Brute force attacks and distributed denial of service (DDoS) attacks are also risks affecting mobile APIs. In a brute force attack on a mobile API, a hacker repeatedly tries different passwords to gain access. In contrast to a credential stuffing attack, which uses real credentials a brute force involves automated random guessing of credentials. A DDoS attack simply floods a mobile API with so many requests that it shuts down.
Consequences of Attacks on Mobile APIs
Successful attacks on mobile APIs can have serious negative consequences for a business. In addition to fraud, bad outcomes run the gamut from data breaches and system outages to violations of regulations covering consumer privacy. Regulators may impose fines or business restrictions in particularly severe circumstances.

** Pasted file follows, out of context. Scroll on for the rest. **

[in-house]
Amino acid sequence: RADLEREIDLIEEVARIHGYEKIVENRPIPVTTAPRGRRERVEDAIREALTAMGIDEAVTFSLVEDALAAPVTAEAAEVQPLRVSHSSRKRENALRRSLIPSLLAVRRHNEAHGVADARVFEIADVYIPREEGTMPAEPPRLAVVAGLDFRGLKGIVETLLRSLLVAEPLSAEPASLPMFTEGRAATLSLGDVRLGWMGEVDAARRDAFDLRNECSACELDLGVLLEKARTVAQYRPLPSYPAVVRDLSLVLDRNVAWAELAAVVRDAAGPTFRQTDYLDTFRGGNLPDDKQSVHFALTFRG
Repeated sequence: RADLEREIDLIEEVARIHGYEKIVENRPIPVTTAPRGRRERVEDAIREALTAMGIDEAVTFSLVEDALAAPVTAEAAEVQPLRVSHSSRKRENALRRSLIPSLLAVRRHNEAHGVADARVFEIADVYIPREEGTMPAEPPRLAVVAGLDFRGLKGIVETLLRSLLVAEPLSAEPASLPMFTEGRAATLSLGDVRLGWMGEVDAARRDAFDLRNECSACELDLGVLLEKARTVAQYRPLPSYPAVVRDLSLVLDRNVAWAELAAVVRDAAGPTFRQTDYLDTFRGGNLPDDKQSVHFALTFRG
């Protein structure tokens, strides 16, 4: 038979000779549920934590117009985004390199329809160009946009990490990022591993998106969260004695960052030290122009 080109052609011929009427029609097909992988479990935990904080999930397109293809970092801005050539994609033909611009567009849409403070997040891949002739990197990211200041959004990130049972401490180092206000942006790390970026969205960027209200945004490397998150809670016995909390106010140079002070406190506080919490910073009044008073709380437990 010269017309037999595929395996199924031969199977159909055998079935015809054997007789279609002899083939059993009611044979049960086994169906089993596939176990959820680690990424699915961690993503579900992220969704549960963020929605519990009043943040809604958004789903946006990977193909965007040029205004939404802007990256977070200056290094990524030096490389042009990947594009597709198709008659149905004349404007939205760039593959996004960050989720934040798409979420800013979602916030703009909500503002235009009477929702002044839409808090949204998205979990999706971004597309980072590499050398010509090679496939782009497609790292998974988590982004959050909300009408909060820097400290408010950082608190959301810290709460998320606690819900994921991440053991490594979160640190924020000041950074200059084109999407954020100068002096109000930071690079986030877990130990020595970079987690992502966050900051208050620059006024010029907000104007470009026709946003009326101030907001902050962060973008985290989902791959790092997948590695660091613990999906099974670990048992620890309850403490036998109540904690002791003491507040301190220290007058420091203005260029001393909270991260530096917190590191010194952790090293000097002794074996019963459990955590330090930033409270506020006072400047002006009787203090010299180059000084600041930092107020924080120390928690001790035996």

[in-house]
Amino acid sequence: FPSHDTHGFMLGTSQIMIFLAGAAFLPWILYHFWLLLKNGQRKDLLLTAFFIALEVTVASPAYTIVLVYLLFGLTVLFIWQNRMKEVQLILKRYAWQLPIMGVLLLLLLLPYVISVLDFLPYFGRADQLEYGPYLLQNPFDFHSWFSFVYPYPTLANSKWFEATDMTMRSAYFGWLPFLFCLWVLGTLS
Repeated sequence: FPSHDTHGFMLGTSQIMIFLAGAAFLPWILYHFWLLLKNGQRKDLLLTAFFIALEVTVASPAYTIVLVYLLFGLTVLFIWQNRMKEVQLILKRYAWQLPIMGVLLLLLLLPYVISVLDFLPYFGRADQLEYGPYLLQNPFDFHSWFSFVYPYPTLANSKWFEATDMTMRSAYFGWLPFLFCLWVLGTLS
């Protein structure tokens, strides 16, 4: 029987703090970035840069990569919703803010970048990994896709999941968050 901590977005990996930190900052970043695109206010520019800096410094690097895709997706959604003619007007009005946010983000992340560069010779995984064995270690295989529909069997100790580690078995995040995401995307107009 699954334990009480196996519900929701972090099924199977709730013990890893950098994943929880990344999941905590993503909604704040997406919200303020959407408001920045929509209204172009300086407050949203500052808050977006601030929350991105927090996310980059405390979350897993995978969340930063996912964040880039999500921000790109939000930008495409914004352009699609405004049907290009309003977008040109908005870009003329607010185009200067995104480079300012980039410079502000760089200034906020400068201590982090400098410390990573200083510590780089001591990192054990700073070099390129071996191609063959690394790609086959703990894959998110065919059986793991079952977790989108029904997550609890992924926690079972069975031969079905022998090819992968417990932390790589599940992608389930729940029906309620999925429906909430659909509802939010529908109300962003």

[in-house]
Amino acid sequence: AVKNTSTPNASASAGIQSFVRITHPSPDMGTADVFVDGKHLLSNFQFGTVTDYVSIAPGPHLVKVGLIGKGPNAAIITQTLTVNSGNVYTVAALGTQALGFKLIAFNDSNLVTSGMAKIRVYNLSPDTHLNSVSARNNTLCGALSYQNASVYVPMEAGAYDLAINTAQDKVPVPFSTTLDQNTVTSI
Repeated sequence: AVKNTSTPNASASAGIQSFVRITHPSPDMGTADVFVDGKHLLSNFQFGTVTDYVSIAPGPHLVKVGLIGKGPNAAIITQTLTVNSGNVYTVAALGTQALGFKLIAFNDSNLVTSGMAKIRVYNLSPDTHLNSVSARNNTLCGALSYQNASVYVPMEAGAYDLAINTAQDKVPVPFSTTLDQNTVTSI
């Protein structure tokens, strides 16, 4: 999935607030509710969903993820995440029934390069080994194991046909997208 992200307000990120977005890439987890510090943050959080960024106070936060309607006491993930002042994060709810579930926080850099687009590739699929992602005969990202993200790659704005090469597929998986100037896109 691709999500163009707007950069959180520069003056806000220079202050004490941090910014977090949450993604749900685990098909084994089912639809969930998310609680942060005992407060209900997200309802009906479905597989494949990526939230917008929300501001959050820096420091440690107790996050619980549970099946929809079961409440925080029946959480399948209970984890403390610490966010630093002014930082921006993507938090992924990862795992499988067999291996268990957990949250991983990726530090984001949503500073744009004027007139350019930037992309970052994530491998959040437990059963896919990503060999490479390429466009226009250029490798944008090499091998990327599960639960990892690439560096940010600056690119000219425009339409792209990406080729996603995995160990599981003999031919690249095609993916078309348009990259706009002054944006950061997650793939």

Each API security incident will likely be a costly, time-consuming chore that diverts various organizational teams from more strategic functions. They rope in stakeholders from IT, security, compliance, privacy, legal, and so forth. Moreover, the security tools to mitigate attacks are expensive, and tend to require staffing to install, configure and manage.
A mobile API attack can also affect customer experiences. Apps may slow down or stop functioning, triggering calls to customer service that take time and money to handle. Account breaches can be alarming experiences for end users, or at least inconvenient, as they are usually locked out of their account. Disgruntled customers may simply abandon the app or disparage the brand.
Solution: Mobile API Security